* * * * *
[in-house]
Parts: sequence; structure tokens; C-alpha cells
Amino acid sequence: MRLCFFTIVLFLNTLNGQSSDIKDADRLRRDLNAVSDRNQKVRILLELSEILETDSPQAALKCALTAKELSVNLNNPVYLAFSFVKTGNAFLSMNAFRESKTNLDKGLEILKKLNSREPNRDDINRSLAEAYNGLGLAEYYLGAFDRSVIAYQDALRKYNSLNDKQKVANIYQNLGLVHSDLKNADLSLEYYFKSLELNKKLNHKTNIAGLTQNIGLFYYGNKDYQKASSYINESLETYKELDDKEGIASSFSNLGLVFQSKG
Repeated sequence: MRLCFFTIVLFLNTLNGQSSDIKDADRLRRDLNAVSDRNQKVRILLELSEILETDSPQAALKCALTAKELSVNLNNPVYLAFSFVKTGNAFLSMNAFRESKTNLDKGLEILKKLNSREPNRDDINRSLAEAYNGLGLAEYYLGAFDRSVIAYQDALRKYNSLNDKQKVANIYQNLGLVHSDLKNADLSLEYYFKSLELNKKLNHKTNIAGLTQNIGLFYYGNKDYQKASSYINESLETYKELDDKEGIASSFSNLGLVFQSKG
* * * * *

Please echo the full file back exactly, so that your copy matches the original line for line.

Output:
[in-house]
Parts: sequence; structure tokens; C-alpha cells
Amino acid sequence: MRLCFFTIVLFLNTLNGQSSDIKDADRLRRDLNAVSDRNQKVRILLELSEILETDSPQAALKCALTAKELSVNLNNPVYLAFSFVKTGNAFLSMNAFRESKTNLDKGLEILKKLNSREPNRDDINRSLAEAYNGLGLAEYYLGAFDRSVIAYQDALRKYNSLNDKQKVANIYQNLGLVHSDLKNADLSLEYYFKSLELNKKLNHKTNIAGLTQNIGLFYYGNKDYQKASSYINESLETYKELDDKEGIASSFSNLGLVFQSKG
Repeated sequence: MRLCFFTIVLFLNTLNGQSSDIKDADRLRRDLNAVSDRNQKVRILLELSEILETDSPQAALKCALTAKELSVNLNNPVYLAFSFVKTGNAFLSMNAFRESKTNLDKGLEILKKLNSREPNRDDINRSLAEAYNGLGLAEYYLGAFDRSVIAYQDALRKYNSLNDKQKVANIYQNLGLVHSDLKNADLSLEYYFKSLELNKKLNHKTNIAGLTQNIGLFYYGNKDYQKASSYINESLETYKELDDKEGIASSFSNLGLVFQSKG